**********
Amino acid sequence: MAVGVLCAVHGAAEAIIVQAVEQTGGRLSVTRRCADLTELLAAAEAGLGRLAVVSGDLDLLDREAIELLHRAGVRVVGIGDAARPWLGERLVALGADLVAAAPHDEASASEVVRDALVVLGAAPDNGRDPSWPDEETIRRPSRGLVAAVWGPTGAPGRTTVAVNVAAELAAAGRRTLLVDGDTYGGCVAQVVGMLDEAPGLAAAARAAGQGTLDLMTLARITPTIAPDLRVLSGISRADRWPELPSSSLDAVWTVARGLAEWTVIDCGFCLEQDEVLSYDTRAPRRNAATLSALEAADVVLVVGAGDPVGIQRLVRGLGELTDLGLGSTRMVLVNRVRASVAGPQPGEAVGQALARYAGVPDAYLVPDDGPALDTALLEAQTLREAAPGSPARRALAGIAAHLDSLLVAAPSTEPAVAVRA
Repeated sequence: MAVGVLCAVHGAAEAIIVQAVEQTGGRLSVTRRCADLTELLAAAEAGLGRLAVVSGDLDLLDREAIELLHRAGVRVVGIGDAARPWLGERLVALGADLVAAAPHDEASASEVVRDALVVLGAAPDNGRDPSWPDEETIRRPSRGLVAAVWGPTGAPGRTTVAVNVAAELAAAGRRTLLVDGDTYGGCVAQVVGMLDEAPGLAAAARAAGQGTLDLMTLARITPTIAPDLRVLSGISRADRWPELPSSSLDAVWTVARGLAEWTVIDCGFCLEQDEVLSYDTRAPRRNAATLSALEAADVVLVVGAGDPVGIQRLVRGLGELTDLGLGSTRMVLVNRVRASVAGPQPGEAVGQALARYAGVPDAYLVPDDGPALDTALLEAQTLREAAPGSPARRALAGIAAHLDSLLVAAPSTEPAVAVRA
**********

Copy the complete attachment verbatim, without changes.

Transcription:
Amino acid sequence: MAVGVLCAVHGAAEAIIVQAVEQTGGRLSVTRRCADLTELLAAAEAGLGRLAVVSGDLDLLDREAIELLHRAGVRVVGIGDAARPWLGERLVALGADLVAAAPHDEASASEVVRDALVVLGAAPDNGRDPSWPDEETIRRPSRGLVAAVWGPTGAPGRTTVAVNVAAELAAAGRRTLLVDGDTYGGCVAQVVGMLDEAPGLAAAARAAGQGTLDLMTLARITPTIAPDLRVLSGISRADRWPELPSSSLDAVWTVARGLAEWTVIDCGFCLEQDEVLSYDTRAPRRNAATLSALEAADVVLVVGAGDPVGIQRLVRGLGELTDLGLGSTRMVLVNRVRASVAGPQPGEAVGQALARYAGVPDAYLVPDDGPALDTALLEAQTLREAAPGSPARRALAGIAAHLDSLLVAAPSTEPAVAVRA
Repeated sequence: MAVGVLCAVHGAAEAIIVQAVEQTGGRLSVTRRCADLTELLAAAEAGLGRLAVVSGDLDLLDREAIELLHRAGVRVVGIGDAARPWLGERLVALGADLVAAAPHDEASASEVVRDALVVLGAAPDNGRDPSWPDEETIRRPSRGLVAAVWGPTGAPGRTTVAVNVAAELAAAGRRTLLVDGDTYGGCVAQVVGMLDEAPGLAAAARAAGQGTLDLMTLARITPTIAPDLRVLSGISRADRWPELPSSSLDAVWTVARGLAEWTVIDCGFCLEQDEVLSYDTRAPRRNAATLSALEAADVVLVVGAGDPVGIQRLVRGLGELTDLGLGSTRMVLVNRVRASVAGPQPGEAVGQALARYAGVPDAYLVPDDGPALDTALLEAQTLREAAPGSPARRALAGIAAHLDSLLVAAPSTEPAVAVRA